Charles E. Pearson is one of the representative young farmers and stockmen of Jefferson county, of which he
is a native, his birth having occurred in Des Moines township on the 9th of August, 1876. He is a son of Silas
and Parlee (Carter) Pearson, the father being a member of one of the oldest and best known families of Jefferson
county. The Pearsons have been residents of America since the early Colonial days. The great greatgreat grandfather
of our subject, Enoch Pearson, a Quaker preacher of New London, England, emigrated to this country with William
Penn, settling in Philadelphia. He had a son Samuel Pearson, who was born in 1724 and died January 8, 1790, and
in turn was the father of Samuel Pearson, the great grandfather of our subject. The latter was born in Frederick
county, Virginia, on the 3d of November, 1767, and died in Miami county, Ohio, November 3, 1847. He was married
on the 2d of September, 1790, in South Carolina, to Miss Mary Coats, the daughter of a blaeksmith, John Coats and
his wife, whose maiden name was Rachael Wright. Their son, Sampson Pearson, was born in Ohio, on the 29th of December,
1810. He removed to Indiana in 1836 and from there to Iowa in 1853, but later went to Missouri, and there he died
January 5, 1888. Before leaving Ohio, in August, 1832, he was united in marriage to Miss Nancy McClure, who was
a daughter of the Buckeye state, her natal day having been the 29th of December, 1811. Her parents were John and
Abigail (Buffington) MeClure, the father having been born in 1788 and the mother on the 14th of September, 1791.
Their son, Silas Pearson, was born in Indiana, February 10, 1840, and was thirteen years of age when he accompanied
his parents on their removal to Iowa in 1853, locating in Iowa City in the autumn of that year. The following spring,
however, the family removed to Jefferson county and settled on a farm on section 36, Des Moines township, where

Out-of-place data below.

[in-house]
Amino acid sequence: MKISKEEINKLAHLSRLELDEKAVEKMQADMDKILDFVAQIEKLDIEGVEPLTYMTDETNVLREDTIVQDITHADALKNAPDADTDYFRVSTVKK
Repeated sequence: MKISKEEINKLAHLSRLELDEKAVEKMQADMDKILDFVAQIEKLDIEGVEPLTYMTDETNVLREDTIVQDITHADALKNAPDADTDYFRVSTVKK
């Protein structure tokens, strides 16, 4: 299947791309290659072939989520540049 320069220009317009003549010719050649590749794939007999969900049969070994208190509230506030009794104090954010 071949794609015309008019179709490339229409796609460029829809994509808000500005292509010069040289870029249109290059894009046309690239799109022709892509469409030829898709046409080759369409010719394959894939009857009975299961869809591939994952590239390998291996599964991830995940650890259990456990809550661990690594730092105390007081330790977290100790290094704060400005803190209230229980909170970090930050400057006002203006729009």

Rayburn Pearson now lives. On the 27th of September, 1861, the father of our subject enlisted in Company F, Third
Iowa Cavalry, and served throughout the remainder of the war, He continued his farming operations until 1907, when
he retired from active labor and removed to Libertyville, where he is now residing. In February, 1866, he was united
in marriage to Miss Parlee Carter and they have since made their home in Jefferson county.
Charles E. Pearson, of this review, remained with his parents until he attained his majority. He obtained his education
in the common schools and his knowledge of agricultural pursuits and stock raising from actual experience, study
and observation. From earliest boyhood he assisted about the home farm, and when ready to begin for himself had
a good knowledge of the praetical methods of agriculture. Following his marriage in 1904 he began farming for himself,
locating on an eighty acre tract that he had purchased in Van Buren county. He subsequently sold his holdings and
bought eighty acres in Des Moines township, that formed the nucleus of his present homestead. Later his circumstances
enabled him to extend the boundaries of his farm by the addition of an adjoining eighty acres, to which he acquired
the title in March, 1907. His is one of the well cultivated and improved properties of the district and here he
engages in general farming and stock raising. He keeps a good grade of cattle and hogs and makes a specialty of
the breeding and raising of Shropshire sheep. He does considerable feeding and annually makes shipments to the
markets, usually those of Chicago.
On the 14th of October, 1904, was celebrated the marriage of Mr. Pearson and Miss Pearl McClain, a daughter of
Edwin and Alice (Raines) McClain. The father, who was one of the pioneer settlers of the county, was killed by
lightning on his farm, on section 27, Des Moines township, August 27, 1884 The mother is still living and continues
to make her home on the farm. Four children have been born of the marriage of Mr. and Mrs. Charles E. Pearson:
Glenn, who is five years of age; Rodney, now three; Grace, who is two years and Ernest Leslie, a babe of four months.
Mr. Pearson has always been a stanch republican, although he does not actively participate in political campaigns.
In religious faith Mr. and Mrs. Pearson attend the Methodist Episcopal church of Des Moines township, of which
Mrs. Pearson is a member. Progressive in his views, Mr. Pearson intelligently adopts modern ideas in all branches
of his work, but being guided by practical results rather than by theoretical, hypothesis he is conservative in
his methods, and as a result is meeting with a gratifying degree of success.
History of Jefferson County, Iowa
A Record of Settlement, Organizatin,
Progress and Achievement
BY: Charles J. Fulton
The S. J. Clarke Publishing Co.
Jefferson County, IA
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